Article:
2019

Belugas in Water with Topography of Animals Ridges

How Smooth Is A Dolphin?

July 17, 2019

Dolphin skin has long inspired research on drag reduction mechanisms due to the presence of skin ridges that could reduce fluid resistance. Prof. George Lauder and PhD student, Dylan Wainwright (Lauder Lab) collected in vivo three-dimensional surface data on the skin from five species of odontocetes (cetaceans that includes dolphins, porpoises, and all other whales possessing teeth) to quantitatively examine skin texture, including the presence and size of ridges.

Lauder, Wainwright and team molded the skin of live...

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Rosella Gabriellus fossil

Javier Ortega-Hernández and Rudy-Lerosey Aubril Awarded William F. Milton Fund

July 15, 2019

Congratulations to Javier Ortega-Hernández and Rudy-Lerosey Aubril (Research Associate, Ortega-Hernández lab) awarded the William F. Milton Fund for their project, "Revealing the nearshore cradle of animal evolution: a new exceptionally preserved soft-bodied fossil biota from the early Cambrian of British Columbia.

The award will support the study of a new...

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Eggs by Nicholas Blumhardt on Flickr

Overturning Evolutionary Doctrine

July 3, 2019

In a new study in Nature, Cassandra Extavour and her lab disprove an old hypothesis and prove a new one. Extavour says insects make up 80 percent of all animal species on Earth. She and PhD students, Sam Church, Seth Donoughe ('18), and Bruno de Medeiros analyzed a large data set to challenge the untested assumptions about egg size in insects. Across all insects, the team found...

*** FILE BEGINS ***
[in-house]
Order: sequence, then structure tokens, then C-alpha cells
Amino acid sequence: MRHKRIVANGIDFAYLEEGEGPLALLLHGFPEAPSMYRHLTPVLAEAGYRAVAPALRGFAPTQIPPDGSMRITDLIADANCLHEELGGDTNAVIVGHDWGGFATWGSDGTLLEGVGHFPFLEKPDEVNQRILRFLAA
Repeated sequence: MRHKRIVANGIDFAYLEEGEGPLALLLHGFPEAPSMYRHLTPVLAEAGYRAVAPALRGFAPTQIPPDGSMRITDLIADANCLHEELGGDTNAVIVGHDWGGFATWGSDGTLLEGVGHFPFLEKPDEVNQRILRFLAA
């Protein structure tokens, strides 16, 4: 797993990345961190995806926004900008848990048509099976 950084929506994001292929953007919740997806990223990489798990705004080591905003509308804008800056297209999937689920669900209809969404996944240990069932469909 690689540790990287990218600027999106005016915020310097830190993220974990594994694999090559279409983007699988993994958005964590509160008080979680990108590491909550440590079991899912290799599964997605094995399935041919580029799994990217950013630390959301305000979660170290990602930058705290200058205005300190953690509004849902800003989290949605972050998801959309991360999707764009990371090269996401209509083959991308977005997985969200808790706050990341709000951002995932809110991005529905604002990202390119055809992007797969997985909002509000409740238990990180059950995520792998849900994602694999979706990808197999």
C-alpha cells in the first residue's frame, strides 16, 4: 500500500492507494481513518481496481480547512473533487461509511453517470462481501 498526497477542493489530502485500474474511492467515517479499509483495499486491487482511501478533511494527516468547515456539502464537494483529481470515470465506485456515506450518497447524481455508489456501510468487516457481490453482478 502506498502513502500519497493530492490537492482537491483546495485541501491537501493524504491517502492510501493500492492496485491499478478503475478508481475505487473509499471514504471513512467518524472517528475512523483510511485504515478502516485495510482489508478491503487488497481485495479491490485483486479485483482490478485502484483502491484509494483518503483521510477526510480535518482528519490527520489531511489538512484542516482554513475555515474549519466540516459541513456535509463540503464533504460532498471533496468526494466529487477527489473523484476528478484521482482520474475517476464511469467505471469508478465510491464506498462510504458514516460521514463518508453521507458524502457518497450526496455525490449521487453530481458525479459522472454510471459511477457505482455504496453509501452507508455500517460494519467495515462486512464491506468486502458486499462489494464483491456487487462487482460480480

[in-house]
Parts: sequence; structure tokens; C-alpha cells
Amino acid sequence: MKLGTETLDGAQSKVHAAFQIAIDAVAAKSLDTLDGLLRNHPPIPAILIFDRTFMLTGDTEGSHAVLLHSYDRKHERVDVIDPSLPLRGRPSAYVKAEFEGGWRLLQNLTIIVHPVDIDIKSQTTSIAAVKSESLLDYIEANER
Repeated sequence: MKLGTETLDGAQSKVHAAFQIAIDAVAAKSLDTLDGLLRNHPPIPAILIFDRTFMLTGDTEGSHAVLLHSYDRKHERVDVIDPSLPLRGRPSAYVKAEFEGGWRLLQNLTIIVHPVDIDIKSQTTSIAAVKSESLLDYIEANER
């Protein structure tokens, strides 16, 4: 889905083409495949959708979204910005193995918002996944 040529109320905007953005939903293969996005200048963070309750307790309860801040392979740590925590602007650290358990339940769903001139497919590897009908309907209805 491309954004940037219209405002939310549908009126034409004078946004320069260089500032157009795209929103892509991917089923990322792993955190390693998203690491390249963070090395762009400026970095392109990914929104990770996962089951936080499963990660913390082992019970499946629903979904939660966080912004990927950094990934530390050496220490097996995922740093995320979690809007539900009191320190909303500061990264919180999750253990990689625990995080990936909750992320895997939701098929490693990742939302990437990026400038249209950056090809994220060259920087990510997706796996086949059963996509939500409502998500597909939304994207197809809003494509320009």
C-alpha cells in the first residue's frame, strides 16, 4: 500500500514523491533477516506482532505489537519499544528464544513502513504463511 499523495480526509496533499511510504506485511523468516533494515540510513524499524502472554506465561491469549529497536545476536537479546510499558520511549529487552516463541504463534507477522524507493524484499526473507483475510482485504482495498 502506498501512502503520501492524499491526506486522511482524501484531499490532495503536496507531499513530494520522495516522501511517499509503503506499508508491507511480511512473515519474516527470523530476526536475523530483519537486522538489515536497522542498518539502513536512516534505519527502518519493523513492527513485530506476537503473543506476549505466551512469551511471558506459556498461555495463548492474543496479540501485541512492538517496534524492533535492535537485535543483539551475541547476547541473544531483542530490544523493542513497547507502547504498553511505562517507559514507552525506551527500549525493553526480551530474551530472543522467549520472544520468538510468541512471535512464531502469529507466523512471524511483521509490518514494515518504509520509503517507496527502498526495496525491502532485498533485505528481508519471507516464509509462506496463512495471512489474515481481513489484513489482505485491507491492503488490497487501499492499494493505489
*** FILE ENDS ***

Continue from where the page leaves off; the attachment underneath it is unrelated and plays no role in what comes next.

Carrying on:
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European roe deer courtesy of Nathan Ranc

From One Animal to an Ecosystem

June 21, 2019

At 45 pounds and just over two feet tall, adult European roe deer are much smaller than American deer and closer in size to a greyhound. And unlike their cousin species, red deer or elk, roe deer like to be solitary, spending most of their lives within a range of one square kilometer.  PhD student, Nathan Ranc (Paul Moorcroft lab) want to know the reason for this mystery. In the Alps of northern Italy, Nathan and colleagues are trying to build a model that explains the factors determining why particular deer choose to live where they do. His work with roe deer...

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Tokyo Tech and Jim Hanken Developmental Cell Study 2019

Oxygen Shapes Arms and Legs

June 13, 2019

A collaboration between professors at Tokyo Tech and Yamagata University and Prof. Jim Hanken has identified a surprising factor that the amount of oxygen surrounding the embryo could have been crucial for the appearance of interdigital cell death in tetrapods during evolution. The study, published in Developmental Cell, looked to understand the role of environmental oxygen in the...

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IB Student Camille DeSisto_Photo by Kris Snibbe, Harvard Staff Photographer

Camille DeSisto Searches for Answers in What Lemurs Leave Behind

May 18, 2019
Undergraduate IB Concentrator, Camille DeSisto (Davis Lab) spent two summers in Madagascar’s tropical forests studying invasive plant dispersal, by exploring lemur poop. The island’s lemurs eat the plant’s fruit and poop out the seeds, widely spreading the invasive strawberry guava along Madagascar’s tropical east coast threatening native plants that are unlike plants found anywhere else. Camille's research was featured in the... Read more about Camille DeSisto Searches for Answers in What Lemurs Leave Behind